3 design-based strategies for beating an economic downturn (Part 1)

The economic prospects for 2008 don’t look too promising for the world’s most developed economies. We’re in for a slowdown, or possibly something worse.

When market conditions change, it stands to reason that a change in strategy can make sense. I’ve got 3 design related strategies that will prove useful if there are lean times ahead.

  1. Innovate your way out
  2. Optimise, to squeeze more from what you have
  3. Cut costs by improving the customer experience

There’s quite a lot to each one of them so I’m going to post them one at a time.

Strategy 1: Innovate your way out

If you’re not going to make enough money from what you’re already doing, come up with something new for a new source of revenue.

Apple provides an impressive example. Here’s a quote from the San Francisco Chronicle in 2001, when times were hard for the IT industry and the whole US economy:

“Apple has maintained its workforce at about 11,000 throughout the year. In a meeting with analysts last week, Chief Executive Officer Steve Jobs said: “Almost every single competitor has been doing massive layoffs and retrenching and restructuring, but we’re doing quite the opposite. We’re not laying off boatloads of people. We’re taking those talented people and saying that if we’re going to get out of this, we’re going to get out of it by innovating our way out of it.”

If you have managed to put some cash put by for a rainy day, Steve Job’s approach is a good way to go. But only if you know how to innovate properly. Innovation doesn’t mean throwing money at blue sky projects and hoping for miracles. You can cut out masses of risk by using a structured design process:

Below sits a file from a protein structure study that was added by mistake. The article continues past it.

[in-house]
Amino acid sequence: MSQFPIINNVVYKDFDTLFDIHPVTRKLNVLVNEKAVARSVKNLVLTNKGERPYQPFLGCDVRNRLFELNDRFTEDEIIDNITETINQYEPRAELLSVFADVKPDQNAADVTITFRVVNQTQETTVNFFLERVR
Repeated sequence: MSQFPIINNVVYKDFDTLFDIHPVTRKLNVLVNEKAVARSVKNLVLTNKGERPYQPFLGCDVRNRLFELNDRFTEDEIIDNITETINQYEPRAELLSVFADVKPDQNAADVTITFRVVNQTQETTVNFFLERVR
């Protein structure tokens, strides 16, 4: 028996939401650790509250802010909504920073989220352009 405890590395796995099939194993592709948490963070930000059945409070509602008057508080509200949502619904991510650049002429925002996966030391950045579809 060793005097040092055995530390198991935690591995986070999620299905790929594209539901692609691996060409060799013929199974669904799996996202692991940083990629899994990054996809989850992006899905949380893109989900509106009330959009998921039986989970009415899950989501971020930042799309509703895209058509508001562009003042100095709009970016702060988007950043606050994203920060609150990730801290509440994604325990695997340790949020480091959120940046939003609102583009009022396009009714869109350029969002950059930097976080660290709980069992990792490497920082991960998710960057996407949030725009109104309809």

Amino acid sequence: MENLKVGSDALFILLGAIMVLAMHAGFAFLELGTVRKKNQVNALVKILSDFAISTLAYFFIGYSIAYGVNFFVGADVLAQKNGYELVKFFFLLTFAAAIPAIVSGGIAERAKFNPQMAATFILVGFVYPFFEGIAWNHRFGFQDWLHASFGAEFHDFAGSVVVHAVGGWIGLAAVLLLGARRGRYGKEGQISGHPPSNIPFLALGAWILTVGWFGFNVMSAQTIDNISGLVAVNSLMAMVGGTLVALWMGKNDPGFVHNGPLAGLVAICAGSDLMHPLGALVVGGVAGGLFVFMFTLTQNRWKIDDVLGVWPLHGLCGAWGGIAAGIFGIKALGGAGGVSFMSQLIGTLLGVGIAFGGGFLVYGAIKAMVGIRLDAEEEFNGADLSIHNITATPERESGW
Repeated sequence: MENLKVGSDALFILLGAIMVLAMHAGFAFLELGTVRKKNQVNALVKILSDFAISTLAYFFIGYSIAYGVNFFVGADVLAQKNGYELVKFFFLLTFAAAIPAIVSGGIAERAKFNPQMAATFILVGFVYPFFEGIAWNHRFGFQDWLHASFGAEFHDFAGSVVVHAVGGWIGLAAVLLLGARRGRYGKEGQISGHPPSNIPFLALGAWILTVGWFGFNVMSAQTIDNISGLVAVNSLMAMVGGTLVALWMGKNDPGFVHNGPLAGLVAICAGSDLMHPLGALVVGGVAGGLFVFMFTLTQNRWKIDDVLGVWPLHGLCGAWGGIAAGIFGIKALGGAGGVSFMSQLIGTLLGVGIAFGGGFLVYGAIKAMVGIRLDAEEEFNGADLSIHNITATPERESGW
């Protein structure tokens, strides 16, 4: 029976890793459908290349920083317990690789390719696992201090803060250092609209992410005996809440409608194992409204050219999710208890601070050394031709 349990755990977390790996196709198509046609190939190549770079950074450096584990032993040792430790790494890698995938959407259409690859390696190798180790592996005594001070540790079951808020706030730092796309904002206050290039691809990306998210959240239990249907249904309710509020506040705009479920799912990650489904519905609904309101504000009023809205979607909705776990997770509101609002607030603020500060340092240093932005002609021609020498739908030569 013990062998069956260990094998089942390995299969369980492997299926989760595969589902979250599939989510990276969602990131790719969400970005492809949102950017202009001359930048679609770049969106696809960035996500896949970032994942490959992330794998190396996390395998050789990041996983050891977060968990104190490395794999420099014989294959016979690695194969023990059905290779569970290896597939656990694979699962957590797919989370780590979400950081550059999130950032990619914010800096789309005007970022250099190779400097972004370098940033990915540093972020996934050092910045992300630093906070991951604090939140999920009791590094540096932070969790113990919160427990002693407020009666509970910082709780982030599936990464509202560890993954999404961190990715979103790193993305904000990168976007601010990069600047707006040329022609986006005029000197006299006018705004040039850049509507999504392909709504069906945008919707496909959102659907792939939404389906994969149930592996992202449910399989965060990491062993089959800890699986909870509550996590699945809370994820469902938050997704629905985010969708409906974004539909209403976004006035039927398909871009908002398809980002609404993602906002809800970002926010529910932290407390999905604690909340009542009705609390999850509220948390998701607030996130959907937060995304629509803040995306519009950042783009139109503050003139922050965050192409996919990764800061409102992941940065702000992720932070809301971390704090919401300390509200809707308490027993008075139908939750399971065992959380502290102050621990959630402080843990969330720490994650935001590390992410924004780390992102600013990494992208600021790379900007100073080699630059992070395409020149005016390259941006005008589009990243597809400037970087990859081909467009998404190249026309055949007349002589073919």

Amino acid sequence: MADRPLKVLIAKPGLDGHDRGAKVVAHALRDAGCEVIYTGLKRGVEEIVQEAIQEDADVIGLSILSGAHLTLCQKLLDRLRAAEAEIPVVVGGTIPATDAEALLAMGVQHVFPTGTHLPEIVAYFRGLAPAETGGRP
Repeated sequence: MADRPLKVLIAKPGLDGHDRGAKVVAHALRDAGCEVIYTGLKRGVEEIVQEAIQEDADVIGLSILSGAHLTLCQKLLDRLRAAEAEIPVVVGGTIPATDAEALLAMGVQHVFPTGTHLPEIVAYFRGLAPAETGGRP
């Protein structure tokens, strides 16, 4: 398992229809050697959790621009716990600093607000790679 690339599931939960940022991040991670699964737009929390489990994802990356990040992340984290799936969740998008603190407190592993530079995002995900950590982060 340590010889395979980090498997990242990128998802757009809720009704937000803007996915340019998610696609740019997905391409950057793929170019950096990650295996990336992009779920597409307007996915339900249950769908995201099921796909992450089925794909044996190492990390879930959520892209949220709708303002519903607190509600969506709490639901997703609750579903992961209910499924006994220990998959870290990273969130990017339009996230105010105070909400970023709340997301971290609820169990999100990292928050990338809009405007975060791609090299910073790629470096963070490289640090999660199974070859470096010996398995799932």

• Contextual research. This isn’t market research with surveys and focus groups. Contextual research is about observing and participating in people’s lives to get the dirty truth about what they need, what they want and how they behave. The innovation often seems obvious when you’ve got the right information.
  • Conceptual thinking. Get your team together. Have lots of ideas. Stay out of the details and explore the new and usual stuff – that’s where inspiration comes from.
  • Evaluation with target users. Make cheap prototypes any which way you can, and watch target customers try it out. Even if the feedback is not what you want to hear, it’s better to face harsh reality in the R&D lab than out in the open market.
  • Iteration. Your first attempt will be shaky. Keep testing and fixing your product’s design until your customers tell you its ready.

Start now, and ride the up-cycle

Depending on your line of business, getting a new product design and launched can take a while. So innovate during the downturn, when talented staff are at their most faithful and affordable, and be in position to ride the up cycle when it comes.

When times are hard, it feels safe to keep a low profile – cut back, don’t take risks. But if your current strategy doesn’t fit the climate, doing nothing might well be riskier. If you’d like more insight into how innovation can help businesses prosper, Bruce Nussbaum has a list of ten books you should read.

Strategy 2 will be: Optimise, to squeeze more from what you have.

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